- Wrestling for WWE first requires learning the fundamentals of working the ring.
- Students at the New York Wrestling Connection in Deer Park, NY get one-on-one instruction from seasoned performer, Bull James.
- James spent three years working for WWE as “Bull Dempsey” in the company’s NXT promotion.
- Watch the video above to see what it’s like to take an intense practice session at the wrestling school.
Before making it as a WWE superstar, aspiring professional wrestlers first have to learn the fundamentals of working in the ring. The New York Wrestling Connection in Deer Park, NY offers the chance to get one-on-one instruction from a seasoned performer. Bull James spent three years working for WWE as “Bull Dempsey” in the company’s NXT promotion. After being released by WWE in 2016, Dempsey became the head trainer at NYWC, which counts as alumni current WWE superstars like Tony Nese, Curt Hawkins, and Zack Ryder. We attended an intense practice session at NYWC and talked to Dempsey about what it takes to take the first step towards becoming a WWE superstar.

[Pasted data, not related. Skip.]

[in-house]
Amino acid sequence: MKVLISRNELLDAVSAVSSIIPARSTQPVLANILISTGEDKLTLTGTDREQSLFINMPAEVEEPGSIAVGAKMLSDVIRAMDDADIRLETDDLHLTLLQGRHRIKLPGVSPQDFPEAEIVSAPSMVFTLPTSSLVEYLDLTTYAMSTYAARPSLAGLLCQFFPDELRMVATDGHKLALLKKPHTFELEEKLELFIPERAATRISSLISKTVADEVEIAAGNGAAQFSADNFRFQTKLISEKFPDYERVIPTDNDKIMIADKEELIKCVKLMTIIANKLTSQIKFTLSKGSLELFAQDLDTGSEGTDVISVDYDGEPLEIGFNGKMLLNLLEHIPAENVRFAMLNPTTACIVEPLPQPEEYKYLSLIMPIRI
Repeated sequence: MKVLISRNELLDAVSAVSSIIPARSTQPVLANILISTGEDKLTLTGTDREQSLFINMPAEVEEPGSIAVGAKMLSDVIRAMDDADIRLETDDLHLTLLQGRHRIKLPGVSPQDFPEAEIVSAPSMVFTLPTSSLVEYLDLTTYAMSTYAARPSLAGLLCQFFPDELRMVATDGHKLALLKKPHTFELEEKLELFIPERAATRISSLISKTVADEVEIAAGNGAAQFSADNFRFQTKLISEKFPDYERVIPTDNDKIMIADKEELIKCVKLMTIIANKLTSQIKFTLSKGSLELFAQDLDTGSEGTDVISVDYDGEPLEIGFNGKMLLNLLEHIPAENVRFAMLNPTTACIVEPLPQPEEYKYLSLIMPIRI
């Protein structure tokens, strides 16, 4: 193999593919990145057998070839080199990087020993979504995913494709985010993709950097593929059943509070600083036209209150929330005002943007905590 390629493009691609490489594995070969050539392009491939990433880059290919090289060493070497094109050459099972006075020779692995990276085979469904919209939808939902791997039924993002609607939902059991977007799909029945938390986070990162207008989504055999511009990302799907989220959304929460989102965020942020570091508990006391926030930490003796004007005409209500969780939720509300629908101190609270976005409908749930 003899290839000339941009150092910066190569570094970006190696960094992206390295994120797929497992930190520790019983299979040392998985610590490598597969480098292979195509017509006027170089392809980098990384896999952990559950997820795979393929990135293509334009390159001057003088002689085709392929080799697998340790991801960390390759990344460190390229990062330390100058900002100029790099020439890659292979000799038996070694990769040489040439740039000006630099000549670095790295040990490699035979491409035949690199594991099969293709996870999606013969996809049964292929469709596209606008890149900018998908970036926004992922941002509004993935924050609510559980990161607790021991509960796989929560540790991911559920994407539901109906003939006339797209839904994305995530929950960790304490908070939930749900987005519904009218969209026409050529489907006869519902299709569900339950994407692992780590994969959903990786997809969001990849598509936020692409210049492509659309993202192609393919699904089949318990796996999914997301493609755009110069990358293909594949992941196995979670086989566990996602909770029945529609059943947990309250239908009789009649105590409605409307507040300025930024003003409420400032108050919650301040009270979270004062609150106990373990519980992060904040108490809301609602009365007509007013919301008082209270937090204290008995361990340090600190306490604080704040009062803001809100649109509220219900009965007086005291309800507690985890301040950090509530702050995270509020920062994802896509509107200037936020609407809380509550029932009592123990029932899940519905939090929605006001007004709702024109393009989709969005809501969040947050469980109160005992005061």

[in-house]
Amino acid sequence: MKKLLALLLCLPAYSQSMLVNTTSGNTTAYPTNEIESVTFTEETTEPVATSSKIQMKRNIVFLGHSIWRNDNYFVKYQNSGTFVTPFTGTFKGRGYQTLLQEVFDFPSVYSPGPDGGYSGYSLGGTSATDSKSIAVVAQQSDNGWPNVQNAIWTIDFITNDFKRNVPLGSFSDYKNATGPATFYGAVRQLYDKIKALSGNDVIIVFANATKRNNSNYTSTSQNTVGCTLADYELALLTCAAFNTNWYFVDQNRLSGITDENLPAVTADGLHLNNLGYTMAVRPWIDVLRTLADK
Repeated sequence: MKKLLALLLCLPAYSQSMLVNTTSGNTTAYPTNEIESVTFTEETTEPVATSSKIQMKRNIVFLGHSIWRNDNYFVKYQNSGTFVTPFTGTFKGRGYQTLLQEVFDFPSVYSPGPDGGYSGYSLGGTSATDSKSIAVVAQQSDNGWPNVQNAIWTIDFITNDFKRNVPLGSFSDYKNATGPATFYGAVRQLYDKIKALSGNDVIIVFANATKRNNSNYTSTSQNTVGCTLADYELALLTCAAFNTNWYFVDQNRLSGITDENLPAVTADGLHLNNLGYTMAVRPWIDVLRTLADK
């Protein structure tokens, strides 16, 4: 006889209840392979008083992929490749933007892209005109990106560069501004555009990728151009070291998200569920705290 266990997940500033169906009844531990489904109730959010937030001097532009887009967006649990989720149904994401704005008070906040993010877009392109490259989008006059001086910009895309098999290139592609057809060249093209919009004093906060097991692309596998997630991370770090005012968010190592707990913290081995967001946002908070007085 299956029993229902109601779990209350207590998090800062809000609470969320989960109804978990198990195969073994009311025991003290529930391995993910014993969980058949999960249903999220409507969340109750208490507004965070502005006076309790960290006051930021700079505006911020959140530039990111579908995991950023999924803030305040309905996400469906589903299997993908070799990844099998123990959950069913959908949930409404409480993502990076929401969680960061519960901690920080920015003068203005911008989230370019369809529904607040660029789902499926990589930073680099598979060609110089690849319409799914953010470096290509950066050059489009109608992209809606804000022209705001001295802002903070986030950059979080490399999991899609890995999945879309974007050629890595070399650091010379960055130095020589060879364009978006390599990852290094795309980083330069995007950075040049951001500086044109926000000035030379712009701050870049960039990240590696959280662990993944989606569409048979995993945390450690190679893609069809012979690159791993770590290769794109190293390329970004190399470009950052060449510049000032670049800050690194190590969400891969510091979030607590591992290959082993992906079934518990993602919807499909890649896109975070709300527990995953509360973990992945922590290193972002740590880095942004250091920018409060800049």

Following is a transcript of the video. Bull James: OK, stop. So…Narrator: If you want to make it as a professional wrestler…James: Boom.Narrator: You’ve got to learn the basics of working in the ring.James: Schoolboy. Wait for me to take you.Narrator: Many WWE superstars start out at schools like this one: The New York Wrestling Connection in Deer Park, New York on Long Island. Some of the school’s alumni are current WWE superstars like Tony Nese, Zack Ryder, and Curt Hawkins.James: No choking!Narrator: At NYWC, students get one-on-one instruction from former WWE superstar Bull James.WWE Announcer: Going to the top rope, maybe trying to put away Baron Corbin! Diving headbutt!Narrator: James spent three years in WWE’s NXT promotion where he was known as “Bull Dempsey.”Announcer: Dempsey grabbing hold of a steel chair!James: Best three years of my life, hands down. Just travelling the world with a great group of people. Learning from some of the best minds in the history of our industry.Narrator: After being released by WWE in 2016, James became the head coach at NYWC. The school charges students $US200 for their first month of training. And $US150 for each subsequent month, which comes out to around $US1800 for a full year.James: Here, you are paying us to train, so it really just comes down to how bad that person wants it. If they want to put their all into it and be here every day and make the sacrifices and take the bumps and bruises, cool. And if they don’t, then they don’t. This right here is where the magic happens.Narrator: The students get to train in a real 18×18 foot ring.Graham Flanagan: How would you describe the surface of the ring?James: Hard! Everybody thinks there’s like a spring underneath. Not true. It’s wood and steel, padding maybe is that thick, so. Your body builds up a callus. If you can handle it, then you know, you got a shot.Narrator: The students learn the fundamentals of the sport.James: Give him a receipt.Narrator: The basic rolls, holds, and throws.James: Everything is based around having good footwork. I won’t let them get in the ring unless their feet are right. Nope, do it again. It’s all repetition. So, you’re gonna do it over and over again the right way and then it just becomes muscle memory.Narrator: To make the in-ring battles look real students have to learn the art of “selling” or making it look like they’re actually in pain.James: Reacting with your face and body in a way to make people emotionally invest in what you’re doing. I don’t think anybody can really ever teach selling. You either develop it or you don’t. Every hold that you see is a real hold. If you are going to treat the hold properly during a match, you need to know what it feels like. Nobody’s gonna get stretched to where they’re hurt. You’ll just feel a little bit and go, “OK, yeah I don’t want that on.”Narrator: Advanced students get the chance to showcase what they have learned in real matches. Along with being a school, NYWC is an independent wrestling promotion that puts on shows in the Long Island area. One of the school’s up-and-coming students is Jaden Valo. At only 18-years-old, Valo is already showing huge potential.Jaden Valo: Ever since the first time I watched it something drew me into it, you know? Wanting to entertain people, wanting to be a part of something like, something huge like this.Narrator: Jaden is a senior in high school and uses the money he earns from a part-time job as a lifeguard to pay to train at NYWC.James: Turn it up, Jaden!Valo: Being able to work with someone so often, especially, you know, three days a week, being able to spend these hours with him. He has so much knowledge. He has so much stuff to share with everybody else, every one of the new students. Having him as, like, a coach is kind of like one of the main things that is gonna help me in the future for sure.Narrator: NYWC offers the students the tools they need to get started in the business, but after that it’s up to them to see it through.James: If you’re coachable and you’re willing to learn you’re gonna go so much farther than somebody that shuts off and thinks they know everything. Why do I have this?Student: So you can control.James: When I have head-control you’re going anywhere I put you. I don’t let people fail. They can fail themselves but I won’t fail them as a coach. Before you roll backwards grab his ankles and pull him over. You build confidence and trust from other people in you by just, simply just not quitting.